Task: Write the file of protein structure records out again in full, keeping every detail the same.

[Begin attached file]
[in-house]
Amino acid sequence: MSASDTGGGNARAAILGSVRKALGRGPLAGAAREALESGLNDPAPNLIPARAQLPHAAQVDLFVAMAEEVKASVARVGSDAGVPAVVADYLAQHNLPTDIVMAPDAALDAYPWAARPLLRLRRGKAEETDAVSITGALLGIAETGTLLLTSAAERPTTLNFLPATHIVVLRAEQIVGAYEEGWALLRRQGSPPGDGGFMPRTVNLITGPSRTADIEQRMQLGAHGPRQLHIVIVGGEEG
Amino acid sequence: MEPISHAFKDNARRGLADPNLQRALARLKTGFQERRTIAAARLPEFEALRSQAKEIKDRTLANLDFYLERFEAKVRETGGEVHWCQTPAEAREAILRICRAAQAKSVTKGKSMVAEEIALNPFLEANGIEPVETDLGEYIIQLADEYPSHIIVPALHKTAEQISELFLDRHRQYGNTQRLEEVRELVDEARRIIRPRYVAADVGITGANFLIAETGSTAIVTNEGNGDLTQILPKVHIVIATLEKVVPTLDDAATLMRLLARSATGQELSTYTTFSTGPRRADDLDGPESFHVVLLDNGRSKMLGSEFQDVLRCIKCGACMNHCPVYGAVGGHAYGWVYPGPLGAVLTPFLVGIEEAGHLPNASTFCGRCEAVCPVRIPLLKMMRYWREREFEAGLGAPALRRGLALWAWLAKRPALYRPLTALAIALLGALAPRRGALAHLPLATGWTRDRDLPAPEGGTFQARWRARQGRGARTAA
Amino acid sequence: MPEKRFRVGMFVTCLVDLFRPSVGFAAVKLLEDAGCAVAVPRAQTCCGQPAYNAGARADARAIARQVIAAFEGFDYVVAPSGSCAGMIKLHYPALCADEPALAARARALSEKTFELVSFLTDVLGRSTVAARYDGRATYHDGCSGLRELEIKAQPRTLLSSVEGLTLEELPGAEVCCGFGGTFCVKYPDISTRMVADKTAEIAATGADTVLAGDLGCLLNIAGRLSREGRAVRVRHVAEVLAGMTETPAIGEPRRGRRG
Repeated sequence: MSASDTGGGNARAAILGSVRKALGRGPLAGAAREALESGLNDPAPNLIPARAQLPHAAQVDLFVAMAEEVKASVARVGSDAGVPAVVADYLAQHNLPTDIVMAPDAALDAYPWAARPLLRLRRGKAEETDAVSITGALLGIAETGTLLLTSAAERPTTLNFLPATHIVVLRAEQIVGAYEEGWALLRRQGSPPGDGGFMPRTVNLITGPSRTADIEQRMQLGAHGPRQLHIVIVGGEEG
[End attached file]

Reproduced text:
[in-house]
Amino acid sequence: MSASDTGGGNARAAILGSVRKALGRGPLAGAAREALESGLNDPAPNLIPARAQLPHAAQVDLFVAMAEEVKASVARVGSDAGVPAVVADYLAQHNLPTDIVMAPDAALDAYPWAARPLLRLRRGKAEETDAVSITGALLGIAETGTLLLTSAAERPTTLNFLPATHIVVLRAEQIVGAYEEGWALLRRQGSPPGDGGFMPRTVNLITGPSRTADIEQRMQLGAHGPRQLHIVIVGGEEG
Amino acid sequence: MEPISHAFKDNARRGLADPNLQRALARLKTGFQERRTIAAARLPEFEALRSQAKEIKDRTLANLDFYLERFEAKVRETGGEVHWCQTPAEAREAILRICRAAQAKSVTKGKSMVAEEIALNPFLEANGIEPVETDLGEYIIQLADEYPSHIIVPALHKTAEQISELFLDRHRQYGNTQRLEEVRELVDEARRIIRPRYVAADVGITGANFLIAETGSTAIVTNEGNGDLTQILPKVHIVIATLEKVVPTLDDAATLMRLLARSATGQELSTYTTFSTGPRRADDLDGPESFHVVLLDNGRSKMLGSEFQDVLRCIKCGACMNHCPVYGAVGGHAYGWVYPGPLGAVLTPFLVGIEEAGHLPNASTFCGRCEAVCPVRIPLLKMMRYWREREFEAGLGAPALRRGLALWAWLAKRPALYRPLTALAIALLGALAPRRGALAHLPLATGWTRDRDLPAPEGGTFQARWRARQGRGARTAA
Amino acid sequence: MPEKRFRVGMFVTCLVDLFRPSVGFAAVKLLEDAGCAVAVPRAQTCCGQPAYNAGARADARAIARQVIAAFEGFDYVVAPSGSCAGMIKLHYPALCADEPALAARARALSEKTFELVSFLTDVLGRSTVAARYDGRATYHDGCSGLRELEIKAQPRTLLSSVEGLTLEELPGAEVCCGFGGTFCVKYPDISTRMVADKTAEIAATGADTVLAGDLGCLLNIAGRLSREGRAVRVRHVAEVLAGMTETPAIGEPRRGRRG
Repeated sequence: MSASDTGGGNARAAILGSVRKALGRGPLAGAAREALESGLNDPAPNLIPARAQLPHAAQVDLFVAMAEEVKASVARVGSDAGVPAVVADYLAQHNLPTDIVMAPDAALDAYPWAARPLLRLRRGKAEETDAVSITGALLGIAETGTLLLTSAAERPTTLNFLPATHIVVLRAEQIVGAYEEGWALLRRQGSPPGDGGFMPRTVNLITGPSRTADIEQRMQLGAHGPRQLHIVIVGGEEG